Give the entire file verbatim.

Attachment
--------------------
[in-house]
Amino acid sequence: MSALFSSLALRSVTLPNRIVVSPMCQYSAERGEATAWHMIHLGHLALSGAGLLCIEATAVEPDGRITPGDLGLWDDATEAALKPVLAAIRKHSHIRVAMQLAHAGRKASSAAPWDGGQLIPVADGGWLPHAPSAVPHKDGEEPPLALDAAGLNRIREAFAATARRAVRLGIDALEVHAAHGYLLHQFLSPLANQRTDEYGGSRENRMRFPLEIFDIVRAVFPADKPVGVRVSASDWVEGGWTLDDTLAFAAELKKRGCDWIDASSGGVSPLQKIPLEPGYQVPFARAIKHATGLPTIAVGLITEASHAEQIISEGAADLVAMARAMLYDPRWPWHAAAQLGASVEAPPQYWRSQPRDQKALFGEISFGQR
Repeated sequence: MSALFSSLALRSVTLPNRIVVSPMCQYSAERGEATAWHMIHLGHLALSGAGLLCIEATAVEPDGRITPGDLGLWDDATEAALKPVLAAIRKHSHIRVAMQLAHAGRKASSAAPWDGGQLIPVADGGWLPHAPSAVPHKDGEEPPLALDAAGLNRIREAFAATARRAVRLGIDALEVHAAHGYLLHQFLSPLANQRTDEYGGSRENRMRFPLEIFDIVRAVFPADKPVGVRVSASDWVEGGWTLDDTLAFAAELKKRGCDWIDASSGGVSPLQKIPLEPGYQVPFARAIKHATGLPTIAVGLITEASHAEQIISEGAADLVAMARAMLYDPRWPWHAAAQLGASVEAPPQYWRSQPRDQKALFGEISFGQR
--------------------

[in-house]
Amino acid sequence: MSALFSSLALRSVTLPNRIVVSPMCQYSAERGEATAWHMIHLGHLALSGAGLLCIEATAVEPDGRITPGDLGLWDDATEAALKPVLAAIRKHSHIRVAMQLAHAGRKASSAAPWDGGQLIPVADGGWLPHAPSAVPHKDGEEPPLALDAAGLNRIREAFAATARRAVRLGIDALEVHAAHGYLLHQFLSPLANQRTDEYGGSRENRMRFPLEIFDIVRAVFPADKPVGVRVSASDWVEGGWTLDDTLAFAAELKKRGCDWIDASSGGVSPLQKIPLEPGYQVPFARAIKHATGLPTIAVGLITEASHAEQIISEGAADLVAMARAMLYDPRWPWHAAAQLGASVEAPPQYWRSQPRDQKALFGEISFGQR
Repeated sequence: MSALFSSLALRSVTLPNRIVVSPMCQYSAERGEATAWHMIHLGHLALSGAGLLCIEATAVEPDGRITPGDLGLWDDATEAALKPVLAAIRKHSHIRVAMQLAHAGRKASSAAPWDGGQLIPVADGGWLPHAPSAVPHKDGEEPPLALDAAGLNRIREAFAATARRAVRLGIDALEVHAAHGYLLHQFLSPLANQRTDEYGGSRENRMRFPLEIFDIVRAVFPADKPVGVRVSASDWVEGGWTLDDTLAFAAELKKRGCDWIDASSGGVSPLQKIPLEPGYQVPFARAIKHATGLPTIAVGLITEASHAEQIISEGAADLVAMARAMLYDPRWPWHAAAQLGASVEAPPQYWRSQPRDQKALFGEISFGQR